Sleeping during the day is recommended if you are exhausted from singing, studying, drinking alcohol, sex, elimination therapy, carrying heavy weights, walking long distances, tuberculosis, wasting, fasting, diarrhea, colic pain, dyspnea, hiccup, insanity, young, old, weak, injured by fall or assault, traveling, anger, grief, and fear. When you sleep when you need to, your strength is maintained and kapha nourishes the body and ensures longevity.
During the summer the nights are shorter and vata is provoked from the effects of the adana kala (season of low body strength) due to absorption of heat and light. Therefore, during this period daytime sleep is recommended.
For healthy people, sleeping during the day is contraindicated for all other seasons because it vitiates kapha and pitta. This is especially true if one is obese, addicted to unctuous foods, have kapha prakriti and/or vikriti and unresolved ama. These conditions will increase kapha symptoms, including headaches, coldness, muscle fatigue, malaise, loss of digestive power, edema, nausea, rhinitis, itching, drowsiness, coughing, disorders of the throat, obstruction of the circulatory channels, fever, impairment of memory and intelligence and slowing of the sensory organs.
How to Promote Sleep According to Caraka
- Daily oil massage followed by warm bathing
- Meat soups from domestic, marshy, or aquatic animals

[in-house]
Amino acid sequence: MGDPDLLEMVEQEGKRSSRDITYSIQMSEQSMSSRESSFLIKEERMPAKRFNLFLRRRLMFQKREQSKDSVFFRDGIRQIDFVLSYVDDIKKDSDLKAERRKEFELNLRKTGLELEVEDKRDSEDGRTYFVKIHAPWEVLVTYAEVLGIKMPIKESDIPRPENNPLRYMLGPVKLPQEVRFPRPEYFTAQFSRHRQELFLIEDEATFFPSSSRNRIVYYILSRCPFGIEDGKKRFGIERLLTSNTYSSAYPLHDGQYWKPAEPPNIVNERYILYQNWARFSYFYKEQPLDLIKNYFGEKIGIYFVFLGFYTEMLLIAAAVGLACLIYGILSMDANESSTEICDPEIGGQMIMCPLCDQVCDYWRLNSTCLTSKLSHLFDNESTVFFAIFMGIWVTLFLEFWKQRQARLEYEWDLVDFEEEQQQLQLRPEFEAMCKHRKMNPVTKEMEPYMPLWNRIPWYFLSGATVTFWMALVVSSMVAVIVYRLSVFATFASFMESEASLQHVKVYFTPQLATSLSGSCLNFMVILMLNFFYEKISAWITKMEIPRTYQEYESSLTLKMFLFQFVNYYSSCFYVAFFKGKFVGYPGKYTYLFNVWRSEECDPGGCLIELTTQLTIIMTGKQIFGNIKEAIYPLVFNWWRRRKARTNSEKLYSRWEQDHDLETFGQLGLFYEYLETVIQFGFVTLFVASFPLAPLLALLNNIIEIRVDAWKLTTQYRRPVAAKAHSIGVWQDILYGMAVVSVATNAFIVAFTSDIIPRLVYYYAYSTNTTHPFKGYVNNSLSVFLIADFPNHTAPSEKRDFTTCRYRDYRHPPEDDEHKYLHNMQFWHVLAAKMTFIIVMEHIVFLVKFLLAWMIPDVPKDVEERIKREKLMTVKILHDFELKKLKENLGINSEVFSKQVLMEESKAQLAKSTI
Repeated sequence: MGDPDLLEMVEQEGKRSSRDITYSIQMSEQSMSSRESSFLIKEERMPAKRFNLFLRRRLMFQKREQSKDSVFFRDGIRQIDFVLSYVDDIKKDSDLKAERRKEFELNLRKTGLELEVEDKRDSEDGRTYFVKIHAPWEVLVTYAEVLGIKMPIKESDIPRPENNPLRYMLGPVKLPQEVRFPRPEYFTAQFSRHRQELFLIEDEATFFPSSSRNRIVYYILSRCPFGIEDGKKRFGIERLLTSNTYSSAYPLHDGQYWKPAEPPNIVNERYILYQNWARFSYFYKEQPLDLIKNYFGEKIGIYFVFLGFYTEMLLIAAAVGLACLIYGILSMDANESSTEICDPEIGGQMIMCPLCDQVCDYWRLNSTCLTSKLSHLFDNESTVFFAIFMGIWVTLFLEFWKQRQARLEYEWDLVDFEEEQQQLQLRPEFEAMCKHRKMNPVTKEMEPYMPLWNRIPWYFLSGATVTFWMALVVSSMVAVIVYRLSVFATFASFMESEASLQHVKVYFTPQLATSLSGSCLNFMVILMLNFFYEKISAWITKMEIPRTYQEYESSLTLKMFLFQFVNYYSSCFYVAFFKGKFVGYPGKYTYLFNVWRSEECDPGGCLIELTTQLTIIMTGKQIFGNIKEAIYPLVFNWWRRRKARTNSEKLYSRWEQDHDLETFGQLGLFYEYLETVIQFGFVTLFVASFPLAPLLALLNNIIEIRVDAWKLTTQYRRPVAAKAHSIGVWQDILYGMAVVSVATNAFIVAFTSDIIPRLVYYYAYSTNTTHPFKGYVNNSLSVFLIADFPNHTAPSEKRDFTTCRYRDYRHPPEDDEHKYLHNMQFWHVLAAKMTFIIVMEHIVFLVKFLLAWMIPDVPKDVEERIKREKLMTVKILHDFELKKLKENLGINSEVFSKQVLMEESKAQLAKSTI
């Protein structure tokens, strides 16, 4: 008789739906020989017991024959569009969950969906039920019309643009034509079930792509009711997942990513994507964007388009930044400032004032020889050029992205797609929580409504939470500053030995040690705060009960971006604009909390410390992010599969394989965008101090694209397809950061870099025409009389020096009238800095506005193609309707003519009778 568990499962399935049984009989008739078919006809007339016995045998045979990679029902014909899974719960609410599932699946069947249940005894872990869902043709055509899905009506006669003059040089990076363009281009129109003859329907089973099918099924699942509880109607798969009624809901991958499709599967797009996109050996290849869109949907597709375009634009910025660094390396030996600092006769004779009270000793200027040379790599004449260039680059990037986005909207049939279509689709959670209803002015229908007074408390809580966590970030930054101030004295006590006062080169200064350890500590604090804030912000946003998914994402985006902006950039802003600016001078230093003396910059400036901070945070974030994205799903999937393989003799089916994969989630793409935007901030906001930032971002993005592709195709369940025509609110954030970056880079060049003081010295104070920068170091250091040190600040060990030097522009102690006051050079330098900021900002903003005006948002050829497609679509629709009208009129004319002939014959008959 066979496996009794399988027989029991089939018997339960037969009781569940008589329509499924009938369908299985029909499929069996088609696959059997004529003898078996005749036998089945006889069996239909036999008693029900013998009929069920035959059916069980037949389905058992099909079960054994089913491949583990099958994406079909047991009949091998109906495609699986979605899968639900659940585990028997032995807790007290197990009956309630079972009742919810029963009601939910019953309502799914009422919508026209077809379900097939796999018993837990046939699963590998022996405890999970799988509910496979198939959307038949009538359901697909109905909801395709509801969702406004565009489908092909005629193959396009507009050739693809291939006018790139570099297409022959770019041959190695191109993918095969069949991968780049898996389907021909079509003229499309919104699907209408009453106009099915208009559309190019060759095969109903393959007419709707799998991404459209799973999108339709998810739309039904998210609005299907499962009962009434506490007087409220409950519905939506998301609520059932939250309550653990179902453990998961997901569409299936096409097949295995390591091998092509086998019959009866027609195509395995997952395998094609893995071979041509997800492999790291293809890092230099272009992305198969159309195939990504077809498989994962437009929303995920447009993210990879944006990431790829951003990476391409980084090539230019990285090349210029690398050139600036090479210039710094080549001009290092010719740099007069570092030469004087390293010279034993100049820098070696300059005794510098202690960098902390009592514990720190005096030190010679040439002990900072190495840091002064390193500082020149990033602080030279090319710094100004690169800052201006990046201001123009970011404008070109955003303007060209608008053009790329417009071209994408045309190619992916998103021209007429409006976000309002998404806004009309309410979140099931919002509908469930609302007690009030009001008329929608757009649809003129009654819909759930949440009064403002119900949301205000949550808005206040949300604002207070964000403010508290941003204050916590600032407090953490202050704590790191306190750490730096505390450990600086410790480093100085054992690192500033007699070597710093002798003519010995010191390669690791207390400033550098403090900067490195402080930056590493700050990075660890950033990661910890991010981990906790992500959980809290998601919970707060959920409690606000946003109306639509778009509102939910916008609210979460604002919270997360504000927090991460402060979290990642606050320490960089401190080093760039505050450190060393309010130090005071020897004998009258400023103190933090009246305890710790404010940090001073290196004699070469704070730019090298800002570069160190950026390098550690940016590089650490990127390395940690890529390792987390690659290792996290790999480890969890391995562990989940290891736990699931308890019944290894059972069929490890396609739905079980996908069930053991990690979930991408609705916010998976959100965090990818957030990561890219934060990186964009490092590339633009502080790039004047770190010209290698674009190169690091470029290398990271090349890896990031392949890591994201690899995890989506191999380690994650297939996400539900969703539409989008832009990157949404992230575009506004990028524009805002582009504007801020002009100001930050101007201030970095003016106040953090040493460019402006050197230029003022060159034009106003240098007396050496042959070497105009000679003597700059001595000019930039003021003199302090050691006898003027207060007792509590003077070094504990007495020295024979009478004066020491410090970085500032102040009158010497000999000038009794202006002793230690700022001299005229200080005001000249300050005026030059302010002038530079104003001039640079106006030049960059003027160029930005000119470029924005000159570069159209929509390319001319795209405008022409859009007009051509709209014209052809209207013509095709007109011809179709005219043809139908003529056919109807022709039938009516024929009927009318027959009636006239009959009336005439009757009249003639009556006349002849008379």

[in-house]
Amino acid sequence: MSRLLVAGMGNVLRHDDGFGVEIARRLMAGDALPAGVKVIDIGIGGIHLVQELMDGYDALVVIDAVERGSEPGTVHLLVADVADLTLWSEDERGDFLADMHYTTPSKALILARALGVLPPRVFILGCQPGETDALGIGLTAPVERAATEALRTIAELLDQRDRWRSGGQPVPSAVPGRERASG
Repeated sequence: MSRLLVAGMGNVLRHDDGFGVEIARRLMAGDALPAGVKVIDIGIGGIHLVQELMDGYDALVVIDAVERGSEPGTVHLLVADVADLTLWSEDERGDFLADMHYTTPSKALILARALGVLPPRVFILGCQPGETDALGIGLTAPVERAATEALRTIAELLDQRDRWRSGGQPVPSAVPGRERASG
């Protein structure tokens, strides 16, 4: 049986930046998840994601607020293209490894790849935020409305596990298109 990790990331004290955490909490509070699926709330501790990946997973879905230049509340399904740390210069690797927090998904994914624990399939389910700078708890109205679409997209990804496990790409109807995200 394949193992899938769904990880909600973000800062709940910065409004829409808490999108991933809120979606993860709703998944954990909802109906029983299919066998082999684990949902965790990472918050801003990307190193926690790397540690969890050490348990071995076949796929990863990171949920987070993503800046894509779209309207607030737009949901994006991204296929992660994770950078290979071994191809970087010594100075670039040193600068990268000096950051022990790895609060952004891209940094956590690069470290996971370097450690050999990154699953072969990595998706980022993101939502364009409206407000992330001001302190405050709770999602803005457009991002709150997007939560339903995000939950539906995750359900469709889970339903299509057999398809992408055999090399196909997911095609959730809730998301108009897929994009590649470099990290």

- Shali rice with curd
- Mental pleasure
- Pleasant scent and sound
- Soothing oil to eyes, head, and face
- Comfortable bed and home
- Habituating sleep at a regular time
How to Promote Sleep According to Central Council for Research in Ayurveda
- Drink warm milk before bed
- Sleep on comfortable bed
- Use the bed and bedroom for only sleeping purposes
- Maintain a regular sleep/wake up schedule
- Practice yoga and meditation
- Leave the bed if unable to sleep
- Avoid stressful conditions
- Avoid heavy meals at bed time
- Avoid excessive amounts of coffee, tea, soft drinks, alcohol, and smoking
- Avoid irregular sleep habits and nap during the day
- Avoid watching TV at bed time
Kottakkal Products for Promoting Sleep
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Beneficial Yoga Therapy for Vata Disorders and Anidra
The Central Council for Research in Ayurveda and Siddha Department of AYUSH has recommended the following yoga therapy as beneficial for Insomnia(4).
- Pranayama: Chandra anuloma viloma, Ujjai, Bhramari, cooling pranayama, and meditation along with practicing Yama and Niyama.
- Asana: Suryanamaskra, Tadasana, Matsyasana, Mandkasana, Bhujangasana, Padmasana, Paschimottanasana and shavasana.
- Yoga Nidra: deep rest and relaxation technique.
- Karine Spiegel, Rachel Leproult, BS, Eve Van Cauter.: Impact of sleep debt on metabolic and endocrine function. The lancet, Volume 354, Issue 9188, 23 October 1999, Pages 1435–1439.
- Caraka Samhita Sutrasthāna 21/35-59
- Original source: Dr JV Hebbar, EasyAyurveda.com
- Ayurvedic Management of Select Geriatric Disease Conditions, Central Council for Research in Ayurveda, and Siddha Department of AYUSH, Ministry of Health & Family Welfare, 2011.